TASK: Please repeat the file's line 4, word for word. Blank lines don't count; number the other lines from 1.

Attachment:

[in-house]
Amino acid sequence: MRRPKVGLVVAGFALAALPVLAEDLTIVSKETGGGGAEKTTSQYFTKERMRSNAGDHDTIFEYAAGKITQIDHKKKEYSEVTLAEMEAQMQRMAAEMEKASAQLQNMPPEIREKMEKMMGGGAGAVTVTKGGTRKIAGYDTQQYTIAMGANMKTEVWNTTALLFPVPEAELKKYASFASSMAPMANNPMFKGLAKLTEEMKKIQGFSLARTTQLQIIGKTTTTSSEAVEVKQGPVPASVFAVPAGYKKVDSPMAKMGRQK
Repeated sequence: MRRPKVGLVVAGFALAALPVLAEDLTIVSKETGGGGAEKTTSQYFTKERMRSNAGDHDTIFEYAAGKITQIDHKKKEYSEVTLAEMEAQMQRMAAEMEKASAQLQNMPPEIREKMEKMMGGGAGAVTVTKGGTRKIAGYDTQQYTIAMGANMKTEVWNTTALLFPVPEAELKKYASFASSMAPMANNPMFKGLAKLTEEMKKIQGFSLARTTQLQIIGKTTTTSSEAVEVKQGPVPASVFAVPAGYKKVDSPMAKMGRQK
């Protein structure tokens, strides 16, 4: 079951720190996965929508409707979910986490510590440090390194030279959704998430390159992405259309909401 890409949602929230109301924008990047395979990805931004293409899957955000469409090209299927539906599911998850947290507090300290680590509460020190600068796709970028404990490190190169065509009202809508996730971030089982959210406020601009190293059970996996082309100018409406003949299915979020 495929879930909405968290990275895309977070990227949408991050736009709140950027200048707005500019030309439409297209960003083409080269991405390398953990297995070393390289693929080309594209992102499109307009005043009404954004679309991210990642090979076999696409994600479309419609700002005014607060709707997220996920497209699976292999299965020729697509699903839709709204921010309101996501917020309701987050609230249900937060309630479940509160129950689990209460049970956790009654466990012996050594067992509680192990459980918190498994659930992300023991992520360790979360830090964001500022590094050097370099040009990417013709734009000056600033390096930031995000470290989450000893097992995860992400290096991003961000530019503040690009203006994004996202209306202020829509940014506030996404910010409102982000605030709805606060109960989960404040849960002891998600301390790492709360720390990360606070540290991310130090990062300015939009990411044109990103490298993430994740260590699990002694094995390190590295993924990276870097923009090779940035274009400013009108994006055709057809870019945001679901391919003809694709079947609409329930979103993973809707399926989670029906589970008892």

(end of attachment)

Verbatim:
């Protein structure tokens, strides 16, 4: 079951720190996965929508409707979910986490510590440090390194030279959704998430390159992405259309909401 890409949602929230109301924008990047395979990805931004293409899957955000469409090209299927539906599911998850947290507090300290680590509460020190600068796709970028404990490190190169065509009202809508996730971030089982959210406020601009190293059970996996082309100018409406003949299915979020 495929879930909405968290990275895309977070990227949408991050736009709140950027200048707005500019030309439409297209960003083409080269991405390398953990297995070393390289693929080309594209992102499109307009005043009404954004679309991210990642090979076999696409994600479309419609700002005014607060709707997220996920497209699976292999299965020729697509699903839709709204921010309101996501917020309701987050609230249900937060309630479940509160129950689990209460049970956790009654466990012996050594067992509680192990459980918190498994659930992300023991992520360790979360830090964001500022590094050097370099040009990417013709734009000056600033390096930031995000470290989450000893097992995860992400290096991003961000530019503040690009203006994004996202209306202020829509940014506030996404910010409102982000605030709805606060109960989960404040849960002891998600301390790492709360720390990360606070540290991310130090990062300015939009990411044109990103490298993430994740260590699990002694094995390190590295993924990276870097923009090779940035274009400013009108994006055709057809870019945001679901391919003809694709079947609409329930979103993973809707399926989670029906589970008892």